From koshi-mawaritaisabaki, you develop a natural, rotating-flowing movement mode. Out of this, techniques are created unintentionally and adapted to the constantly changing situation, with which the attacker can be controlled and thrown because one does not oppose the attacking force. In order to acquire the movement of koshi-mawaritaisabaki the following forms of exercise are practiced in training:
7 or 8 forms of movement (taisabaki), which are initially trained individually, then in combination, and finally with a partner;
Partner forms to deepen the correct posture and the approach of every movement;
Randori means free attack and free movements in order to spontaneously realize the principle of koshi-mawari.
The principle of giving movements a circular, flowing, non-okori course. The circular movements can be thought of as horizontal and vertical rotations.
Okori: The approach or initial impetus that usually initiates a movement. As a result, an attack usually reveals itself at the moment it arises. This happens often when attacker lauch a strike by stamping his back leg into the ground to create momentum or using a stamping front leg to give more power in the (tanto)strike. This can be avoided by using ashi no korobi or rolling feet or using a short tsugi-ashi after adjusting ma-ai.
球転 Ball rolling, ball rotation
In Chinese martial arts, the concept of Dantian and Chan Si Gong (silk reeling exercises) is related to kyūten and tenshi & tenshikei (discussed earlier).
from: Narita Shinjūrō – Kōrindō Aikidō
The ball rotation is perfectly round at all times. It has no corners or edges. Thanks to the rotations of the ball with this form of movement, continuous changes in direction are always possible. One could also describe the rotations as the sum of all angles of a circle. In Budo, the angles at which the two opponents meet play a critical role for victory or defeat, since each of the opponents tries to avoid the attack of his opponent in some way in order to get to the target with his blow. How to design the relationship of the angles to an attack line for your own advantage is therefore one of the decisive questions in every style.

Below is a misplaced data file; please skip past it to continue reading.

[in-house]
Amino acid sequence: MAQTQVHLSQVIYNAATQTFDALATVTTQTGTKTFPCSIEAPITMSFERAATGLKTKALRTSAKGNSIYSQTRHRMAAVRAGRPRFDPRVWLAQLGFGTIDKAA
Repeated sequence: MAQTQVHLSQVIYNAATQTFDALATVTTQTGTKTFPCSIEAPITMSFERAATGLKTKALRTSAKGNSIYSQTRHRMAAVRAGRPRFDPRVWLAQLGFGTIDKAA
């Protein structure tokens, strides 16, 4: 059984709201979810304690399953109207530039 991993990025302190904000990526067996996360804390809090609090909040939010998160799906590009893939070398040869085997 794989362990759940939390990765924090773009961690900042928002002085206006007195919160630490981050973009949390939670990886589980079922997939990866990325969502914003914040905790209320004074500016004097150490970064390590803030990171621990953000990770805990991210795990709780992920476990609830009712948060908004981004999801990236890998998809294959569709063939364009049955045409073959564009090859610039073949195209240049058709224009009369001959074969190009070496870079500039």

Hirai came to the conclusion that it was not necessary to deliberately choose an angle of attack or defense against an opponent, but it was enough if one acted on his rotational movements from the angular fullness of the rotations of a 360 degree circle. Because when you implement the circular principle in your actions, you move completely freely and unhindered, because every movement always includes all contact points as they lie on a 360-degree circle. The sum of the angles of a circle remains the same, regardless of its size, although the smaller the circular movements, the more favorable it is for our purposes. In the thousands of possibilities, any one of the opponents will always be captured.
Since a circle encompasses a total of 360 degrees, any other shape, no matter how polygonal, would be less favorable in any case, since it must inevitably always have blind spots. As a result, gaps arise in defense, where one is inevitably defeated. Without this principle as a matrix, there can hardly be any effective taijutsu, kenjutsu or jojutsu. If it is possible to acquire koshi-mawashi, everything else will follow naturally.
To illustrate the effect of the koshi-mawashi principle, one can imagine the following: hold a sword horizontally sideways and turn from the center, i.e. koshi. Each angular point of the circle will be full of energy.
This effect can also be shown by a partner exercise from 7hon no kuzushi
This is something that every human being is able to accomplish. Every student has the opportunity to learn aikido with sufficient effort, since everyone is naturally capable of these circular or spherical movements with their 360 degrees.
With this form of movement, you have an unlimited number of hit points on the 360 degree circle, at least one of which inevitably contains the opponent’s hit point location. With the circular or spherical movements (Kyūten), you reliably reach the crucial point. Everything depends on the skill of moving the body with a circular or spherical pattern and able to to generate power to the opponent from each point of circle created by koshi-mawaritaisabaki.
An opponent who fixes his attack on only one point only has this one chance. On the other hand, if you trust in the infinite number of angular possibilities, you are definitely in an advantage, because you can generate power from any point of your circle to an opponent’s vulnerable point.
Beyond that, no further considerations or techniques are required. Because of the fact that, in contrast to the opponent attacking with only one possibility, you have this unlimited number of angles, and you are able to master it completely, you can overcome it. Since this can hardly be achieved with rehearsed, fixed and therefore rigid techniques (katachi), it is better to work with the kyūten principle. This in turn is inextricably linked to the term yawara (suppleness).